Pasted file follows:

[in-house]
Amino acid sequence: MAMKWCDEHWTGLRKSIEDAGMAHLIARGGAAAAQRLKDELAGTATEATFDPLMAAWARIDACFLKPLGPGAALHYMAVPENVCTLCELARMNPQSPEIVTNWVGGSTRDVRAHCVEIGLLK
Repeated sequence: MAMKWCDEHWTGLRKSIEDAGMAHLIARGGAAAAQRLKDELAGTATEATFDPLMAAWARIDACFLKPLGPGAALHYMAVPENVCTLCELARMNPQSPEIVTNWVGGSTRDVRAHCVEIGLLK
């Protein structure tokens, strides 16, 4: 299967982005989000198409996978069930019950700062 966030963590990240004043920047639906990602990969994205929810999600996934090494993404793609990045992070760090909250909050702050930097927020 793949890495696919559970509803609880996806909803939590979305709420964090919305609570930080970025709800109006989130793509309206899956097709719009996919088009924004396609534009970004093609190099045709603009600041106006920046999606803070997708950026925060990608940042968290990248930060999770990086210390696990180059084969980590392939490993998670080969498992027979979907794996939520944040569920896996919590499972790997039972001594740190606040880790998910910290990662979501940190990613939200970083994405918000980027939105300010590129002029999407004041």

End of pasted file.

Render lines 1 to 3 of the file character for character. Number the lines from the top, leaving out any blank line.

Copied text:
[in-house]
Amino acid sequence: MAMKWCDEHWTGLRKSIEDAGMAHLIARGGAAAAQRLKDELAGTATEATFDPLMAAWARIDACFLKPLGPGAALHYMAVPENVCTLCELARMNPQSPEIVTNWVGGSTRDVRAHCVEIGLLK
Repeated sequence: MAMKWCDEHWTGLRKSIEDAGMAHLIARGGAAAAQRLKDELAGTATEATFDPLMAAWARIDACFLKPLGPGAALHYMAVPENVCTLCELARMNPQSPEIVTNWVGGSTRDVRAHCVEIGLLK